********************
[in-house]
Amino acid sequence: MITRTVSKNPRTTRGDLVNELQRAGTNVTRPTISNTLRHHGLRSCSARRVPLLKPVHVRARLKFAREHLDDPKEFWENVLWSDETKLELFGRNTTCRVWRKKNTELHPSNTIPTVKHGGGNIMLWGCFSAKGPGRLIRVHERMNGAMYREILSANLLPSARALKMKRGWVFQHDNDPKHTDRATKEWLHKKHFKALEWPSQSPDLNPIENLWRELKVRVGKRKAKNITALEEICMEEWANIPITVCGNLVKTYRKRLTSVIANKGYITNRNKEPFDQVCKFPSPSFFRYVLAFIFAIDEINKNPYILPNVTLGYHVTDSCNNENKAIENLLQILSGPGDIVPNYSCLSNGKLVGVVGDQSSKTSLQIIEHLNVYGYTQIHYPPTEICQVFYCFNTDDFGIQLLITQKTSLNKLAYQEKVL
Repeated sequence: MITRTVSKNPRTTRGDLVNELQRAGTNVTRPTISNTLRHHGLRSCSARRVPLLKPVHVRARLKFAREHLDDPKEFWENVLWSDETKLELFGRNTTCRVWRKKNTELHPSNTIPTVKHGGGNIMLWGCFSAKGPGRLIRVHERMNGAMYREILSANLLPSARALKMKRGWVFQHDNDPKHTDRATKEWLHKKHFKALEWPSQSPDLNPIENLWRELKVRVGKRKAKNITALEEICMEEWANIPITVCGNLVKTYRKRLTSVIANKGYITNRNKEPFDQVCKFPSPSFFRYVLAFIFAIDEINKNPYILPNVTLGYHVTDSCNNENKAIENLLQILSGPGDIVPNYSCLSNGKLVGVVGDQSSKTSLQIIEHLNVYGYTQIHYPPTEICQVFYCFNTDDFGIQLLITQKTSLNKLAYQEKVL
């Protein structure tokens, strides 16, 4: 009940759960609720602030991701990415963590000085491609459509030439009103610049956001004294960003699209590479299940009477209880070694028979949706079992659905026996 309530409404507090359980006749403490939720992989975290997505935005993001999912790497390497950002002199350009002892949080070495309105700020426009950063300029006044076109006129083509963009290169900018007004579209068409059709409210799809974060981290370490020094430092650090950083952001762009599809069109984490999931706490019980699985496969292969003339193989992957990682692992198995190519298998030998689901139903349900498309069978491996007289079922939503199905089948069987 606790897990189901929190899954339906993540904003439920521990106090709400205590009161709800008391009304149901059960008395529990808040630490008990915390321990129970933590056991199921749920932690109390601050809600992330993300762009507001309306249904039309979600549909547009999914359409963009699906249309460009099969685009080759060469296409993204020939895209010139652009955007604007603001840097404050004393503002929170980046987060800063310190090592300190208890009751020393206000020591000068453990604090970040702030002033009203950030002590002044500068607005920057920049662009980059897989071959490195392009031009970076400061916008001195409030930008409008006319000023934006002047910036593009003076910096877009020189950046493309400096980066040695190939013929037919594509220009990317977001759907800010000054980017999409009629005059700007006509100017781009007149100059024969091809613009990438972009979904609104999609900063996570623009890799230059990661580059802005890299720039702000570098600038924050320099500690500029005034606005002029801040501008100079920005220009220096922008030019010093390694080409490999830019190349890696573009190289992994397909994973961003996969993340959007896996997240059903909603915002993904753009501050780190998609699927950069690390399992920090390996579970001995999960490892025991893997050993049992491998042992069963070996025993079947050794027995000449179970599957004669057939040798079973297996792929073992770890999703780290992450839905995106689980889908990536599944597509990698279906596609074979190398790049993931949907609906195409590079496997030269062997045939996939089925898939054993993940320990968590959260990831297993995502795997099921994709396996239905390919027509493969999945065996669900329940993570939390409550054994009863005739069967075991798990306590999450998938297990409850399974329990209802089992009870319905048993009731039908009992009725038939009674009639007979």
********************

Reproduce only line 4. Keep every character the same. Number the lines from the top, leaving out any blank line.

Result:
């Protein structure tokens, strides 16, 4: 009940759960609720602030991701990415963590000085491609459509030439009103610049956001004294960003699209590479299940009477209880070694028979949706079992659905026996 309530409404507090359980006749403490939720992989975290997505935005993001999912790497390497950002002199350009002892949080070495309105700020426009950063300029006044076109006129083509963009290169900018007004579209068409059709409210799809974060981290370490020094430092650090950083952001762009599809069109984490999931706490019980699985496969292969003339193989992957990682692992198995190519298998030998689901139903349900498309069978491996007289079922939503199905089948069987 606790897990189901929190899954339906993540904003439920521990106090709400205590009161709800008391009304149901059960008395529990808040630490008990915390321990129970933590056991199921749920932690109390601050809600992330993300762009507001309306249904039309979600549909547009999914359409963009699906249309460009099969685009080759060469296409993204020939895209010139652009955007604007603001840097404050004393503002929170980046987060800063310190090592300190208890009751020393206000020591000068453990604090970040702030002033009203950030002590002044500068607005920057920049662009980059897989071959490195392009031009970076400061916008001195409030930008409008006319000023934006002047910036593009003076910096877009020189950046493309400096980066040695190939013929037919594509220009990317977001759907800010000054980017999409009629005059700007006509100017781009007149100059024969091809613009990438972009979904609104999609900063996570623009890799230059990661580059802005890299720039702000570098600038924050320099500690500029005034606005002029801040501008100079920005220009220096922008030019010093390694080409490999830019190349890696573009190289992994397909994973961003996969993340959007896996997240059903909603915002993904753009501050780190998609699927950069690390399992920090390996579970001995999960490892025991893997050993049992491998042992069963070996025993079947050794027995000449179970599957004669057939040798079973297996792929073992770890999703780290992450839905995106689980889908990536599944597509990698279906596609074979190398790049993931949907609906195409590079496997030269062997045939996939089925898939054993993940320990968590959260990831297993995502795997099921994709396996239905390919027509493969999945065996669900329940993570939390409550054994009863005739069967075991798990306590999450998938297990409850399974329990209802089992009870319905048993009731039908009992009725038939009674009639007979």